Radiographic Findings

A preoperative plain film shows small lung volumes, especially on the left.

Where are the reticular opacities most prominent? Answer

Why do the heart and mediastinum look "shaggy"? Answer

What is the radiographic appearance of honeycombing? Answer

Considered together, what diagnosis do the findings suggest? Answer

Note the left lower lobe consolidation. Also, there is no evident pulmonary arterial enlargement.

A prone CT image (2/2/98) shows that the left lower lobe consolidative appearance (shown above) is due to dense honeycombing. Note the diffuse, somewhat thick-walled, regular cysts of 2-5 mm size: this small size makes the cysts difficult to see on the radiograph. The asymmetry of disease (worse on left) accounts for the greater volume loss in the left lung.

On the right, there are extensive reticular densities in the subpleural regions without clear honeycombing. Also, focal consolidation is seen in the RUL. Note that there is only mild ground-glass opacity associated with the reticular change and almost none seen in the more normal-appearing lung. Traction bronchiectasis is nicely demonstrated posteriorly in the RLL (upper white arrow). The traction bronchiectasis and the irregularly distorted outlines of many of the vessels and other lung markings such as interlobar fissures correspond to the architectural distortion seen histologically.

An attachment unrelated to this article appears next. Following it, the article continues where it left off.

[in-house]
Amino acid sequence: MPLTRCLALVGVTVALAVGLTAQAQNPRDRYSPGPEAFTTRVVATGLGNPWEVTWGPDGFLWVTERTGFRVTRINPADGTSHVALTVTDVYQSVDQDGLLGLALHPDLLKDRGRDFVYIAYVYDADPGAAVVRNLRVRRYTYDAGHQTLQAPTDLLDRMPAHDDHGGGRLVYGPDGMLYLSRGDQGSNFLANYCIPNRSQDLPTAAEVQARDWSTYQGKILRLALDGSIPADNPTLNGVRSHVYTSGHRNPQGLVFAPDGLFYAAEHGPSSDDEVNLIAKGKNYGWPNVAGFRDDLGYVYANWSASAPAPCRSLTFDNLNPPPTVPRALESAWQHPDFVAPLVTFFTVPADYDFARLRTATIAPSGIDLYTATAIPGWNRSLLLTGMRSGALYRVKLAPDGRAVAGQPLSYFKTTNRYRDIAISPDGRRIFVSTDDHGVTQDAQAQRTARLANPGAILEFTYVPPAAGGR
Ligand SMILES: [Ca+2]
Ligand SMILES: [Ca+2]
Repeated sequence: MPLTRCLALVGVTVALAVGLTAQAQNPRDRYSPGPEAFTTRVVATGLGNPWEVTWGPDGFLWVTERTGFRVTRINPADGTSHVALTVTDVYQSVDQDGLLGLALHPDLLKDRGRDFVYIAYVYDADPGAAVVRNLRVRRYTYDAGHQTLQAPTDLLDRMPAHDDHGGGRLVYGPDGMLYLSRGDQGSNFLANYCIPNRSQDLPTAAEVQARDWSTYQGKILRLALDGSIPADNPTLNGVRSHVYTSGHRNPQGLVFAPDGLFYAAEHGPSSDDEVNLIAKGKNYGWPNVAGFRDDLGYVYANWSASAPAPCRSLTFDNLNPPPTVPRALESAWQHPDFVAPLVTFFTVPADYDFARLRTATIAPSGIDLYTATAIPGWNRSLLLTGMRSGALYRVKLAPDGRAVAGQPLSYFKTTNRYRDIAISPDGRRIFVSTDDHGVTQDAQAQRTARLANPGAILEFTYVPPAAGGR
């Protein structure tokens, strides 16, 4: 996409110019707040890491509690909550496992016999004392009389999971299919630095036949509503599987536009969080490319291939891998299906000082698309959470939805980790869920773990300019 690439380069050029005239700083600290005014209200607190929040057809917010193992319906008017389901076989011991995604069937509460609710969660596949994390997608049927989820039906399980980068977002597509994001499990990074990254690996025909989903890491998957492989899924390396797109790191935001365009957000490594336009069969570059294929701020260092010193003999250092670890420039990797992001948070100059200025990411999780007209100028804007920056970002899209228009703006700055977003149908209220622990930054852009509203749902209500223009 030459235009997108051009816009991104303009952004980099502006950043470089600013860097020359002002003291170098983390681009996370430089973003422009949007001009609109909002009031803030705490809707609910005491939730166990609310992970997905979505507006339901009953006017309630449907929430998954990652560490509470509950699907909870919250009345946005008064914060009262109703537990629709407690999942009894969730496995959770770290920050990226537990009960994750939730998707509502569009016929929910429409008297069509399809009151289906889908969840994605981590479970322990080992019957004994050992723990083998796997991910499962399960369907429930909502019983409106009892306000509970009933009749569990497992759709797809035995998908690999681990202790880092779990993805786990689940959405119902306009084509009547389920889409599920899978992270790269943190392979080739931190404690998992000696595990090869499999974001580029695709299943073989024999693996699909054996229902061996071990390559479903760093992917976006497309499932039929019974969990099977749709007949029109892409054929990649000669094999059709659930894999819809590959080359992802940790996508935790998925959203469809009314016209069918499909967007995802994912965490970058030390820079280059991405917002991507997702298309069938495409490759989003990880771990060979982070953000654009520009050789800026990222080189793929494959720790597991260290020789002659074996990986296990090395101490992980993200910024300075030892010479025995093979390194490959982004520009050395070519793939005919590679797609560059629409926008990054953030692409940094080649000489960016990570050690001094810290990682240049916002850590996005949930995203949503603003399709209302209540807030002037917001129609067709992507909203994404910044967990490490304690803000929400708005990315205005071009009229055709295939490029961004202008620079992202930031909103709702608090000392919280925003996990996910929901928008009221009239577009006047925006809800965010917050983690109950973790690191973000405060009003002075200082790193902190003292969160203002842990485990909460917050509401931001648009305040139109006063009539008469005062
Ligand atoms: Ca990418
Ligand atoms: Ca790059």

HRCT Changes in 46 Patients with Idiopathic Pulmonary Fibrosis [1]

Small cystic spaces with thick walls that begin subpleurally (see left lung)

Irregular thickening of bronchovascular bundles in regions of fibrosis (lower arrow, right lung)

Air bronchiolograms (traction bronchiolectasis) embedded in areas of increased attenuation (arrow, left lung)

Traction bronchiectasis and bronchiolectasis (upper arrow, right lung)

Irregular, reticular-appearing increased subpleural attenuation (both lungs)

Minor component of ground-glass attenuation, usually associated with regions of fibrosis


1. Nishimura K, Kitaichi M, Izumi T, Nagai S, Kanaoka M, Itoh H. Usual interstitial pneumonia: histologic correlation with high-resolution CT. Radiology 1992; 182:337-342.

Clinical summary Image 1

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Answer: At the periphery of the lower lobes, especially the RLL. The left lower lobe consolidation obscures any reticular change.































Answer: The peripheral reticular lung opacities at the mediastinal and cardiac margins give this appearance.































Answer: Typically, numerous circular densities with central lucencies, usually ranging from 3 mm to 1 to 2 cm in size are located peripherally at the lung bases. This chest film shows no frank honeycombing.






























Answer: Reticular densities are usually due to interstitial lung disease. When found at the lung bases, idiopathic pulmonary fibrosis is suggested. These reticular densities differ from the thickened interlobular septa--also known as Kerley B lines--seen in congestive heart failure and lymphangitic tumor. Kerley B lines are crisp, stacked, horizontal lines seen at the periphery of the lower lung zones. Reticular densities have a criss-cross appearance.